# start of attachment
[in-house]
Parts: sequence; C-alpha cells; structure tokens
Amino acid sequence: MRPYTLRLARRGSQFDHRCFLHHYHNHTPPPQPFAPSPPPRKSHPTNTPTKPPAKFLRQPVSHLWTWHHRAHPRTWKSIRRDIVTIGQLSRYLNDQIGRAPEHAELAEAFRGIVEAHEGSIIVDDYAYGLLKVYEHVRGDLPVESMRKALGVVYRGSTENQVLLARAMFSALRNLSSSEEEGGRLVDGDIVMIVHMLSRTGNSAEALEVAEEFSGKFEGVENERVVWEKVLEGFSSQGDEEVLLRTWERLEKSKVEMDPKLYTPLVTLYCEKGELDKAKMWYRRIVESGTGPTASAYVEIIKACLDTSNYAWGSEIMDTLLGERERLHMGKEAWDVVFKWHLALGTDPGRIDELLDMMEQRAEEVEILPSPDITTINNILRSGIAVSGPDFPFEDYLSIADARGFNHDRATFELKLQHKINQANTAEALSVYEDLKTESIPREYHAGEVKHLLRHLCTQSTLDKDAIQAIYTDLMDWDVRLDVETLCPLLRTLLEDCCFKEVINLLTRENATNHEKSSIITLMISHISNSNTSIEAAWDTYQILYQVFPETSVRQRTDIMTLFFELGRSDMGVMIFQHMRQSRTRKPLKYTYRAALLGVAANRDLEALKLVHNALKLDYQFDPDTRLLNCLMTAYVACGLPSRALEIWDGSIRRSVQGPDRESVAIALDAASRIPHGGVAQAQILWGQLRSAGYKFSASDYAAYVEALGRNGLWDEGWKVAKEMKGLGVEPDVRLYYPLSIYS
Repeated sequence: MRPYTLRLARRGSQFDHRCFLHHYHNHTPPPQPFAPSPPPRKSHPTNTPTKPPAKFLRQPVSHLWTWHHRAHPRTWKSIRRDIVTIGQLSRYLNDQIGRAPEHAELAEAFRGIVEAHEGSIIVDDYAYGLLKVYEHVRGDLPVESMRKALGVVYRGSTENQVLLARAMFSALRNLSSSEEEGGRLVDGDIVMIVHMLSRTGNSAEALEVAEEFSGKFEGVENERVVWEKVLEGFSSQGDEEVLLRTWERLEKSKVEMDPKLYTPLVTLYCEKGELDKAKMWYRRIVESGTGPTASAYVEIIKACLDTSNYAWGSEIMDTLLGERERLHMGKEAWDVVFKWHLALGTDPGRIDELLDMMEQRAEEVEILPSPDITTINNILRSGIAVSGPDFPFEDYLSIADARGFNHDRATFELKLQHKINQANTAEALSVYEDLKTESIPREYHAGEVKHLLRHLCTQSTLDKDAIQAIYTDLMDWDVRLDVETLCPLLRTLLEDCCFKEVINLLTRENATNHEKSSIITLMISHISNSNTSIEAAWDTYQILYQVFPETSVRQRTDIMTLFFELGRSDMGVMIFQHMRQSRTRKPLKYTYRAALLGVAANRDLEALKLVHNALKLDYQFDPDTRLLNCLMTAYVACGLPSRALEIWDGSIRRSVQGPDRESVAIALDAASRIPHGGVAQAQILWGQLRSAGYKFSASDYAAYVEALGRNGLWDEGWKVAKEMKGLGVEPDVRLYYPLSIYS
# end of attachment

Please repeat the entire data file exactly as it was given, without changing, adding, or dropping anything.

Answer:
[in-house]
Parts: sequence; C-alpha cells; structure tokens
Amino acid sequence: MRPYTLRLARRGSQFDHRCFLHHYHNHTPPPQPFAPSPPPRKSHPTNTPTKPPAKFLRQPVSHLWTWHHRAHPRTWKSIRRDIVTIGQLSRYLNDQIGRAPEHAELAEAFRGIVEAHEGSIIVDDYAYGLLKVYEHVRGDLPVESMRKALGVVYRGSTENQVLLARAMFSALRNLSSSEEEGGRLVDGDIVMIVHMLSRTGNSAEALEVAEEFSGKFEGVENERVVWEKVLEGFSSQGDEEVLLRTWERLEKSKVEMDPKLYTPLVTLYCEKGELDKAKMWYRRIVESGTGPTASAYVEIIKACLDTSNYAWGSEIMDTLLGERERLHMGKEAWDVVFKWHLALGTDPGRIDELLDMMEQRAEEVEILPSPDITTINNILRSGIAVSGPDFPFEDYLSIADARGFNHDRATFELKLQHKINQANTAEALSVYEDLKTESIPREYHAGEVKHLLRHLCTQSTLDKDAIQAIYTDLMDWDVRLDVETLCPLLRTLLEDCCFKEVINLLTRENATNHEKSSIITLMISHISNSNTSIEAAWDTYQILYQVFPETSVRQRTDIMTLFFELGRSDMGVMIFQHMRQSRTRKPLKYTYRAALLGVAANRDLEALKLVHNALKLDYQFDPDTRLLNCLMTAYVACGLPSRALEIWDGSIRRSVQGPDRESVAIALDAASRIPHGGVAQAQILWGQLRSAGYKFSASDYAAYVEALGRNGLWDEGWKVAKEMKGLGVEPDVRLYYPLSIYS
Repeated sequence: MRPYTLRLARRGSQFDHRCFLHHYHNHTPPPQPFAPSPPPRKSHPTNTPTKPPAKFLRQPVSHLWTWHHRAHPRTWKSIRRDIVTIGQLSRYLNDQIGRAPEHAELAEAFRGIVEAHEGSIIVDDYAYGLLKVYEHVRGDLPVESMRKALGVVYRGSTENQVLLARAMFSALRNLSSSEEEGGRLVDGDIVMIVHMLSRTGNSAEALEVAEEFSGKFEGVENERVVWEKVLEGFSSQGDEEVLLRTWERLEKSKVEMDPKLYTPLVTLYCEKGELDKAKMWYRRIVESGTGPTASAYVEIIKACLDTSNYAWGSEIMDTLLGERERLHMGKEAWDVVFKWHLALGTDPGRIDELLDMMEQRAEEVEILPSPDITTINNILRSGIAVSGPDFPFEDYLSIADARGFNHDRATFELKLQHKINQANTAEALSVYEDLKTESIPREYHAGEVKHLLRHLCTQSTLDKDAIQAIYTDLMDWDVRLDVETLCPLLRTLLEDCCFKEVINLLTRENATNHEKSSIITLMISHISNSNTSIEAAWDTYQILYQVFPETSVRQRTDIMTLFFELGRSDMGVMIFQHMRQSRTRKPLKYTYRAALLGVAANRDLEALKLVHNALKLDYQFDPDTRLLNCLMTAYVACGLPSRALEIWDGSIRRSVQGPDRESVAIALDAASRIPHGGVAQAQILWGQLRSAGYKFSASDYAAYVEALGRNGLWDEGWKVAKEMKGLGVEPDVRLYYPLSIYS